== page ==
Comp Theory Week 3 pt. 1

Return of the son of boring schoolwork

Notes on:

“Contemporary Composition: The Major Pedagogical Theories” by James A. Berlin

From: Cross-Talk in Comp Theory: A Reader NCTE 1997

This thick overview of the philosophical underpinnings of composition theory is best expressed through tables and diagrams. It was a very useful article, but it left out the major classical opposition:

Philosophy [truth is absolute] vs. Rhetoric [truth is situational]

The assumptions of process theory are taken for granted: Writing is a recursive activity involving discrete stages. However, Berlin introduces a concept from Chomsky’s linguistics: There are deep structures that underlie pedagogy. I would argue that this notion of “deep structure” should also apply to the stages of writing; they don’t deserve to be taken for granted. But I digress; Berlin breaks down pedagogy into four groups, with differing attributes.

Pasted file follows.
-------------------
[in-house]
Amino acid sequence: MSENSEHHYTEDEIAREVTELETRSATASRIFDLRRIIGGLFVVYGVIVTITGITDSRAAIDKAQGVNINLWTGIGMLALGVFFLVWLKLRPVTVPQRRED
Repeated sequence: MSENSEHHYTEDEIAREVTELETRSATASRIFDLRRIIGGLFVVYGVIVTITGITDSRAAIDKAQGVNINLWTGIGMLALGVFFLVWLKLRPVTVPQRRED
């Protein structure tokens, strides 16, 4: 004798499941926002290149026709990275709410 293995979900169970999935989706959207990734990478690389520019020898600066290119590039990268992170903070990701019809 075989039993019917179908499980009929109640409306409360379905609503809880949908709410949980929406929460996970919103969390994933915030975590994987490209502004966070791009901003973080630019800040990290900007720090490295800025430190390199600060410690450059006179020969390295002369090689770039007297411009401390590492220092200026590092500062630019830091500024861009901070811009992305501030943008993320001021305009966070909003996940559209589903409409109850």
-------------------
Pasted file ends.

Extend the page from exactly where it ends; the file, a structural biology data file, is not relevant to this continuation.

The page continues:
TheoryClassicist PositivistExpressionist New Rhetoric
PhilosopherAristotleLockePlato Postmodern
Truth?Outside, deductiveOutside, inductiveInside, personal Situational
Emphasis Invention Arrangement analogyLanguage creates the only truth

The best part of the article is the conclusion: “Everyone teaches the process of writing, but not everyone teaches the same process” However, there is a big smell of social-determinism in the heralding of the New Rhetoric approach. I can’t quite put my finger on it, but the assumption that a person must be able to “recognize and justify” the version of the process being taught means that a teacher must be able to justify their view of reality, and thus sell it to their students complete with “all its significance.” I’m not sure I’m comfortable with that.

Asking a student to confront the problem of language is one thing, asking them to buy into the world shattering views of post-modernism is quite another. I’d rather present all the available philosophies and allow them to make up their own minds. Isn’t that what teaching is about?